Becoming Unbecoming is the first graphic novel by Una. It’s a powerful mix of autobiography and social commentary set against the backdrop of the Yorkshire Ripper killings, which took place while the author was a young girl.
“I loved Val Doonican. He had a song called Walk Tall. He told me to walk straight and look the world right in the eye. And that’s what I tried to do.
I soon learned to lower my gaze."
Her story is one that is fundamentally about the representation and repression of women. We see this through Una, her mother, and the many victims of male violence. She recounts her own experiences of sexual exploitation, and how this led fellow pupils to label her while she was at school. She also presents statements from Yorkshire Police about the Ripper’s victims, which seem frankly astonishing until we recall the recent exploitation cases in Rotherham and elsewhere – it doesn’t seem like we’ve manage to move on. In the account of how children are abused, and how this makes them vulnerable, and difficult, often leading to blame from the police, we see exactly what the recent cases of sexual exploitation have made quite clear, that as a society we deal with this shamefully badly.
The art is varied, and brilliantly used. It’s quite an unrefined style, but so effective, blending comic panels, text, illustration, newspaper clippings, letters, and incredibly powerful abstract shapes. Take a single page in isolation and to a skeptical reader it might look preachy, polemical, and therefore worthy of dismissal. However, in the same way that you can’t assess a film by pausing on a single frame, the cumulative impact of these pages is astonishing. It’s not like we don’t know all of this already (with the exception of her personal story), but the way it is structured and paced is devastating. The final sequence is utterly heartbreaking - it functions in the same way that the final scene of Ari Folman’s Waltz With Bashir does, emotionally bringing home the realisation of what happened. Tears are likely.
In the afterword, Una writes that she hopes this is a good book, but perhaps not a worthy one. It is a very good book, an extraordinary one too. If by worthy she means “dull but worthy”, it’s not that: there’s nothing dull about this – I had to fight the urge to read it in a single sitting, and was done within 24 hours. This is an example of using the comics medium to weave a personal narrative into gender politics and produce something that is so much more than the sum of its constituent parts. Pete Redrup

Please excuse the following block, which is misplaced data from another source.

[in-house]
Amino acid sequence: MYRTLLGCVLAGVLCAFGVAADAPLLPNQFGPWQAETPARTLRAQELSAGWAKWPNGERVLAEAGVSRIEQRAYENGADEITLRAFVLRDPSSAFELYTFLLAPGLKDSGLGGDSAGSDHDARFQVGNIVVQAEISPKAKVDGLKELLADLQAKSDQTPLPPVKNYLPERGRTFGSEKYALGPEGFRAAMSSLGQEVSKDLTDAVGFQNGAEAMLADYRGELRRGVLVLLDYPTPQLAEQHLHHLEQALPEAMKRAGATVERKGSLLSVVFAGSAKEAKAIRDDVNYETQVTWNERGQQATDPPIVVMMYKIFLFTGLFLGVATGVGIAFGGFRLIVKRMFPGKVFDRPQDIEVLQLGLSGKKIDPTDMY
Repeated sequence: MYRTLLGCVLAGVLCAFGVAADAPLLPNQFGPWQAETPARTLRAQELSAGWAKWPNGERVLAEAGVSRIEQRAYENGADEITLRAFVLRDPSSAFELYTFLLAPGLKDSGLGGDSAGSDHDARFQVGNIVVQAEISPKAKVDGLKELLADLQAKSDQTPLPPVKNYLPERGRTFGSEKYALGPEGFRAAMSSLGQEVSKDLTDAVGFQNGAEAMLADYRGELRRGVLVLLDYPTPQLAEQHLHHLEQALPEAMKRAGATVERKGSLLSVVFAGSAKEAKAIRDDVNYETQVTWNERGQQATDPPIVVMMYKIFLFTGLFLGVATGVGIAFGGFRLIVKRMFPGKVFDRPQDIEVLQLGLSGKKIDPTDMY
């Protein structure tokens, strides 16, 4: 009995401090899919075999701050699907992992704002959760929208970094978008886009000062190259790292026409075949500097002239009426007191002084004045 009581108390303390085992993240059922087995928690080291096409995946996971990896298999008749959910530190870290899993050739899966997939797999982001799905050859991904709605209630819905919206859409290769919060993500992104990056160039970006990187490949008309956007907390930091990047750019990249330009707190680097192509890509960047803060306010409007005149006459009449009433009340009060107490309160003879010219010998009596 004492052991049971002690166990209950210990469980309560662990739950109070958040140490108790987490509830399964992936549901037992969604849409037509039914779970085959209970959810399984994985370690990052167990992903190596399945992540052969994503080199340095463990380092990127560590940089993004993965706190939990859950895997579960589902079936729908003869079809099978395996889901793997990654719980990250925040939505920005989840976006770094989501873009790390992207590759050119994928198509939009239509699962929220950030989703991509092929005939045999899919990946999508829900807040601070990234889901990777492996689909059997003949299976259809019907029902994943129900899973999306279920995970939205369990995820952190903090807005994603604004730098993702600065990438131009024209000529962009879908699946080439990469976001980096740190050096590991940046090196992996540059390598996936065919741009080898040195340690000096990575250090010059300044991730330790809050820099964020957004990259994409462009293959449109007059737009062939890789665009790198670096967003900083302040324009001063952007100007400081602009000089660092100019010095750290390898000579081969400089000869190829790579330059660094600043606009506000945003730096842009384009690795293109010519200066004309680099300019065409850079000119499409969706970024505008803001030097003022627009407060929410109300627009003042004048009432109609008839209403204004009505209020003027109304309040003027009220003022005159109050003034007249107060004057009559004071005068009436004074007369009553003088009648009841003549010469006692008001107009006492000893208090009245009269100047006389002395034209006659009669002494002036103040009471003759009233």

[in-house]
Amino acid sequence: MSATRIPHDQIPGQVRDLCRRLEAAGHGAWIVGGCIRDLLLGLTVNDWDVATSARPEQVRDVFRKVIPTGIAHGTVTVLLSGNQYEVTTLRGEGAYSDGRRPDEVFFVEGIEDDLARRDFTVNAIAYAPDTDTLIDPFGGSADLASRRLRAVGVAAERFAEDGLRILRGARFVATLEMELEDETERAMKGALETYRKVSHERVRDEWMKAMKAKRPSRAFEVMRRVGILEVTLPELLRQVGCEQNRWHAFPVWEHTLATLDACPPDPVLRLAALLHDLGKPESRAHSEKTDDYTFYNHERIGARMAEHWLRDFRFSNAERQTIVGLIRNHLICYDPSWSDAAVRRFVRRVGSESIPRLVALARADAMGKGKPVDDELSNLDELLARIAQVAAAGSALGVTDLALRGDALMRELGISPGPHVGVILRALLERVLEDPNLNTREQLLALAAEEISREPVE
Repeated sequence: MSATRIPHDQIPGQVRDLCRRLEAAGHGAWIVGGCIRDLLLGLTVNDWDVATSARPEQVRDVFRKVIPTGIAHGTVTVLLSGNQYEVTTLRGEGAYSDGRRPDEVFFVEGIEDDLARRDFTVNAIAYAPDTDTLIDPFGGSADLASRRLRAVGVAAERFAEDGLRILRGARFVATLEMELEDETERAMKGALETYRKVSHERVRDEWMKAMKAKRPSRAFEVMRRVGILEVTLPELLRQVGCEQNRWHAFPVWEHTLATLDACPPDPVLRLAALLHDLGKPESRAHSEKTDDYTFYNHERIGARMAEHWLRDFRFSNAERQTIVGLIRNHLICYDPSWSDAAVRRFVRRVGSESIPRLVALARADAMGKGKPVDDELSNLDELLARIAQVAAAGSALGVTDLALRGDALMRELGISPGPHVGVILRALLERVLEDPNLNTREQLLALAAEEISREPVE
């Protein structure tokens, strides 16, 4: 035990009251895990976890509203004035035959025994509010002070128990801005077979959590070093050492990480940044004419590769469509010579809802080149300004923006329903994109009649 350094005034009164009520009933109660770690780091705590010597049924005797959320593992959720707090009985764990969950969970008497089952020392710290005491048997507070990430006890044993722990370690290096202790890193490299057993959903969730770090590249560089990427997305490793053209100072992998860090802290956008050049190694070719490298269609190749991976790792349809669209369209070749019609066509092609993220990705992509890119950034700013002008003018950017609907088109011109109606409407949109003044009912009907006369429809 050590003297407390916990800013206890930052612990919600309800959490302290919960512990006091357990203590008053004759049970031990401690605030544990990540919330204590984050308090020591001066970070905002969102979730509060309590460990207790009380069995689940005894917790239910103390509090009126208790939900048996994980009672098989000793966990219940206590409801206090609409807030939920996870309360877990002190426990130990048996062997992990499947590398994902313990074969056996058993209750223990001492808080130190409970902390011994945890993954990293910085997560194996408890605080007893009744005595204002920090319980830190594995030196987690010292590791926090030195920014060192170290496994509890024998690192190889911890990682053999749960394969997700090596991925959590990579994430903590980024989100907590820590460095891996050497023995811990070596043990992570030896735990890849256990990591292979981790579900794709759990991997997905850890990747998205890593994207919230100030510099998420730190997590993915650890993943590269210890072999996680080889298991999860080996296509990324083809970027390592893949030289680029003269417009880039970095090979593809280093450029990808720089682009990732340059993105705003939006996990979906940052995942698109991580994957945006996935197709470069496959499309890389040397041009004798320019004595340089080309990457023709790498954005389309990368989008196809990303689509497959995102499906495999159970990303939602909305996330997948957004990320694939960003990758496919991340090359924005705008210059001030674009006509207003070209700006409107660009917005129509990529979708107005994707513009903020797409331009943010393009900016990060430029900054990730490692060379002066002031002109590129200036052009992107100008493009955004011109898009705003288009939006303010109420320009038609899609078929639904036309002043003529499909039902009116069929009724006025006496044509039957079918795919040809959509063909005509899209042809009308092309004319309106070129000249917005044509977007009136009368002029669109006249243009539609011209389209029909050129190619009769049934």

Michael DeForge — Big Kids
(Drawn & Quarterly)
Is Michael DeForge the hardest working person in comics? Presumably his day job on Adventure Time keeps him pretty busy – it’s not like TV in general nor animation studios in particular are known for being laid back, undemanding workplaces. Yet the books keep coming. Last year he released Dressing and Lose #7 with Koyama Press, First Year Healthy with D&Q, Sensitive Property with Youth in Decline and other bits and pieces online. And here we are, barely into 2016 and we have a new full-length book, Big Kids. Actually, it may be full length, but it’s not full size – this is tiny, not much larger than a CD. The initial air of cuteness is swiftly dispelled by the content, however, despite a mostly pink and yellow colour scheme inside.
Adam is a victim of bullying by his friends and his uncle. He has a submissive role in a relationship with Jared, but when he’s dumped for Tyson, a transformation occurs. The book starts with a relatively straightforward narrative for DeForge but then becomes as bizarre as those familiar with his work might expect. As Adam’s life changes, he is guided by April, a student of his mother’s who moves in to the house early in the book. We enter a strange world - which I am reluctant to spoil - but at the same time that things depart from reality, the insights remain, the human experience of adolescence is preserved, that uncertainty and those feelings of discovery. In particular, the book captures the way trying to focus on the memory of something can make it slip away.
This is a particularly accessible book for DeForge, which maintains his distinctive aesthetic throughout, and draws us in before taking us to the simultaneously unrecognisable yet realistic, truthful world he portrays, where things change suddenly and forever. It’s an outstanding work by one of the most original voices in comics today. Pete Redrup
Tim Bird — Rock & Pop
It’s a fairly safe bet that readers of tQ like music. Tim Bird’s latest comic absolutely nails the way that records accompany us through our lives, and serve as markers of particular times and places. Although we don’t have much in the way of overlapping taste (different ages), I constantly found myself grinning in recognition at what he’s captured about how music works. The format – originally a webcomic – is that each page is about a different song (the back cover lists them all on the inserts of a couple of mixtapes) and something about his life at that time.
Some pages just rang true, others made me laugh. Getting Now That’s What I Call Music cassettes for Christmas, shopping at Our Price. Buying his first single, Boyzone’s Love Me For A Reason, and realising that people will judge him based on what he likes. Getting an electric guitar but being too lazy to learn to play it properly, so using it for miming along to records instead. Being in a band, recording something then splitting up. Holding a Smashing Pumpkins themed Halloween party to listen to all the albums then going outside to smash pumpkins.
Despite the fact that this is a series of snapshots, Bird successfully weaves a charming, self-effacing narrative through the short comic. This is a warm, funny, honest and life-affirming book that should appeal to any music fan, regardless of their taste. It’s self published (and not cheaply - it’s on lovely paper with thick covers) and available from his website as well as places like Gosh! Comics and Orbital in London. Tim Bird brilliantly conveys the universal joy of music; hunt a copy out - you won’t regret it. Pete Redrup